High consumer debt reflects 'laissez-faire' attitude to borrowing

Despite all the warnings from economists, a new Statistics Canada report suggests Canadians continue their free-spending ways, which experts say is due to a carefree attitude towards borrowing money.

Equifax reports total Canadian credit market debt rose to $1.5 trillion in 2014

Experts say personal debt levels are partially attributable to our consumer culture. (The Associated Press)

Canadians spend too much money they don't have.

Sound familiar?

It should. Economists have been sounding the alarm about consumer debt for the last few years. It was also a recurring mantra of our late finance minister, Jim Flaherty.

Yet despite all the warnings, a new Statistics Canada report suggests Canadians continue their free-spending ways, which experts say is due to a carefree outlook on borrowing money.

"People seem to have a laissez-faire attitude toward debt right now, simply because what's been shoved down our throats — that interest rates are at an all-time low, and life is great… and the economy is not bad," says Laurie Campbell, CEO of Credit Canada Debt Solutions.

"It all just gives people a false sense of security."

According to a recent report by credit monitoring firm Equifax, the total amount of Canadian credit market debt — a figure that includes mortgages, non-mortgage loans and consumer credit — rose to $1.529 trillion at the end of 2014.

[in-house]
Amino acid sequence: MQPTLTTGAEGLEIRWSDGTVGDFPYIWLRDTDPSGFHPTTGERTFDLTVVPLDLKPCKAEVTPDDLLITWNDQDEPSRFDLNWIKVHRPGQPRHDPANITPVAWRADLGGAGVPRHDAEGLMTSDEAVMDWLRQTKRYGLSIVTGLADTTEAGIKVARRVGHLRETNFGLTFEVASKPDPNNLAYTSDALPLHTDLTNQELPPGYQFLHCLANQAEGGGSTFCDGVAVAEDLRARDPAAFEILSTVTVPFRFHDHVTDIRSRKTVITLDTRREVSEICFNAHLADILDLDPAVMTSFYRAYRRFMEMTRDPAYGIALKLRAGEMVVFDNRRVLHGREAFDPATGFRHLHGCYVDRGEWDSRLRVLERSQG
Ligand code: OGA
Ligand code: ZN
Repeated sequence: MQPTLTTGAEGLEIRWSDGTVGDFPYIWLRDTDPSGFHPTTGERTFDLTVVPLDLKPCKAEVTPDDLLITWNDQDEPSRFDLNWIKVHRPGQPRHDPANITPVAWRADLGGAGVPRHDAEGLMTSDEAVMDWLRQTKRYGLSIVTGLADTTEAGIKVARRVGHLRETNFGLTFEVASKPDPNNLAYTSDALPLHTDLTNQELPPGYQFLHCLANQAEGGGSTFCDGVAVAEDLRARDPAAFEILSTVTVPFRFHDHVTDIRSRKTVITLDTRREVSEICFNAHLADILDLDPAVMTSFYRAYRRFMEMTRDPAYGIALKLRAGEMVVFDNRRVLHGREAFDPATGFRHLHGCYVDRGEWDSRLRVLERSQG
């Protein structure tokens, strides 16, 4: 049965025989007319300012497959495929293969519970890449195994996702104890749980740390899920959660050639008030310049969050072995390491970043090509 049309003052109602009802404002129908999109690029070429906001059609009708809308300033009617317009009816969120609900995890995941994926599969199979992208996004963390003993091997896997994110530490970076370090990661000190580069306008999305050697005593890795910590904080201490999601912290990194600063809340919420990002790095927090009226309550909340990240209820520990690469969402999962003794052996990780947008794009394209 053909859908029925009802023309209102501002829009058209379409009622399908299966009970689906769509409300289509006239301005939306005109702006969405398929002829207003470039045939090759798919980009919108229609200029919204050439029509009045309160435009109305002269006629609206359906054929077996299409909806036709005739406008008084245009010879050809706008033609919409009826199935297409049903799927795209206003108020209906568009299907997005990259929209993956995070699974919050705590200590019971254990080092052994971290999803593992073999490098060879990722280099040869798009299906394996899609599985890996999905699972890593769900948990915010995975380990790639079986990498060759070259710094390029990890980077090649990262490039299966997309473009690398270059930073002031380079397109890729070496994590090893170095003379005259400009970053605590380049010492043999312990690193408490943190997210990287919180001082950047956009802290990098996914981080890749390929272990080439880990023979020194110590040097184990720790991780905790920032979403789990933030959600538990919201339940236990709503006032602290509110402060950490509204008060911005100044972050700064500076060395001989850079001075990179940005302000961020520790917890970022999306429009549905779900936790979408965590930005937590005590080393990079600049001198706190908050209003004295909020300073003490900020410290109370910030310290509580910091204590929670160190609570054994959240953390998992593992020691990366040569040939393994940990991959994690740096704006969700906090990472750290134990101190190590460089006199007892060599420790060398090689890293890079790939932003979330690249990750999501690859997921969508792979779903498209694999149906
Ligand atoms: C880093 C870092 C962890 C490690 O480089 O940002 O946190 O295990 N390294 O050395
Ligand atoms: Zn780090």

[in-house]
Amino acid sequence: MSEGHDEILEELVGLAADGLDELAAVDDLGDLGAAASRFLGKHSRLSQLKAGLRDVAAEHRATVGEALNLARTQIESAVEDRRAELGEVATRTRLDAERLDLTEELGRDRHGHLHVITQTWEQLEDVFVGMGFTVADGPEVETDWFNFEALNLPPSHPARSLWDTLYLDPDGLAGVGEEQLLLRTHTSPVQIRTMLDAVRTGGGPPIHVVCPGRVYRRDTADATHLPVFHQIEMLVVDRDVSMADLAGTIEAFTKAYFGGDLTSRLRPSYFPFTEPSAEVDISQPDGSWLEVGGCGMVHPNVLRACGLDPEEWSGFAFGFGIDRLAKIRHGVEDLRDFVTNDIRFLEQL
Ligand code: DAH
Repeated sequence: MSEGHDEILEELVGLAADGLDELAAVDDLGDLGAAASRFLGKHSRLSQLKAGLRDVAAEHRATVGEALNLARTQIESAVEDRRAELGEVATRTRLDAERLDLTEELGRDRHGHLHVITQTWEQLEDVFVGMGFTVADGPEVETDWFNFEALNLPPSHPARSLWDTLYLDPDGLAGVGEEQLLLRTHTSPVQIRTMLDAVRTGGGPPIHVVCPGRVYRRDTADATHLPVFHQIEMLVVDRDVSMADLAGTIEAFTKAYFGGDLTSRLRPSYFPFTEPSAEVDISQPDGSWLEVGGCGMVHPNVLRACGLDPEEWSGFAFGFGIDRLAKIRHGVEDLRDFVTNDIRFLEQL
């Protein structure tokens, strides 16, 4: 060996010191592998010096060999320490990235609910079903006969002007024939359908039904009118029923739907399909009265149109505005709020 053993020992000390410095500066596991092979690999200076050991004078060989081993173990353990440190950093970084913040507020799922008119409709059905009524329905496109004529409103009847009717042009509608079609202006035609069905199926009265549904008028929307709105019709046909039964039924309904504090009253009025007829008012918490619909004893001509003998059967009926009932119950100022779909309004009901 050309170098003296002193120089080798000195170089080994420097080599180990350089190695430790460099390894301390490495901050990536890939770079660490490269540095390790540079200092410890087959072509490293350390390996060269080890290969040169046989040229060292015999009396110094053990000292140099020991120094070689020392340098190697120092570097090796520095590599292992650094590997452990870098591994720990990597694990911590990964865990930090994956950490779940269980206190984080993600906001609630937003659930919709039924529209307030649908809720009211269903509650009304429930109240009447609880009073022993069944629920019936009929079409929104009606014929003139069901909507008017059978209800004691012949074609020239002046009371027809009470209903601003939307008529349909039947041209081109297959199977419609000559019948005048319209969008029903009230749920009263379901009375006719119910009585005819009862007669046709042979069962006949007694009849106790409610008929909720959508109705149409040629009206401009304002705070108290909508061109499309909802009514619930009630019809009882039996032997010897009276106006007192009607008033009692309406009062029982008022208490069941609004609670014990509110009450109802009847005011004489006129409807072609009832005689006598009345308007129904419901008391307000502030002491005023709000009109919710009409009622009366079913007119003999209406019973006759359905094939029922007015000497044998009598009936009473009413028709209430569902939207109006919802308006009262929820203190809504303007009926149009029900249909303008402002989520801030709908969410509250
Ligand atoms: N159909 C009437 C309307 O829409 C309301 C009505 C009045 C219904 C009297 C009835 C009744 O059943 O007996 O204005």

The bulk of this increase was new mortgage debt, suggesting Canadians are continuing to take advantage of lower interest rates to dive into the ever-burgeoning housing market.

The ease with which people can obtain credit cards - and buy to their heart's content - has contributed to personal debt levels, credit counsellors say. (CBC)

According to Statistics Canada, Canadians' debt-to-income ratio in the fourth quarter of 2014 was at an all-time high of 163 per cent. That means for every dollar of income, Canadians carry $1.63 of debt.

As a credit counsellor, Campbell is on the front lines of the debt debacle, and says that the biggest problem for most people remains credit cards, which she says are too easy to obtain and so encourage people to fulfill all of their consumer desires.

She says many cardholders don't know that the average interest rate is about 20 per cent.

"It's very easy to impulse-purchase on — it doesn't feel like money," says Campbell.

New types of credit

But credit cards are only one small part of the larger picture. Another reason Canadian consumers are so debt-laden is that banks "are coming up with all these unique and different ways of lending money all the time," says Toronto-based personal finance expert Rubina Ahmed-Haq.

Home equity loans, which allow consumers to borrow on the value of their homes, have been especially popular in recent years, and so have bank car loans.

Moody's Investor Service reports that bank car lending — which typically has modest interest rates and long amortization periods, thus keeping monthly payments low — has grown at an annual rate of 20 per cent since 2007.

By far the biggest component of household debt, however, is mortgages. Given the seemingly unstoppable rise in home prices in Canada's biggest cities, consumers are taking on massive mortgages to get into the housing market.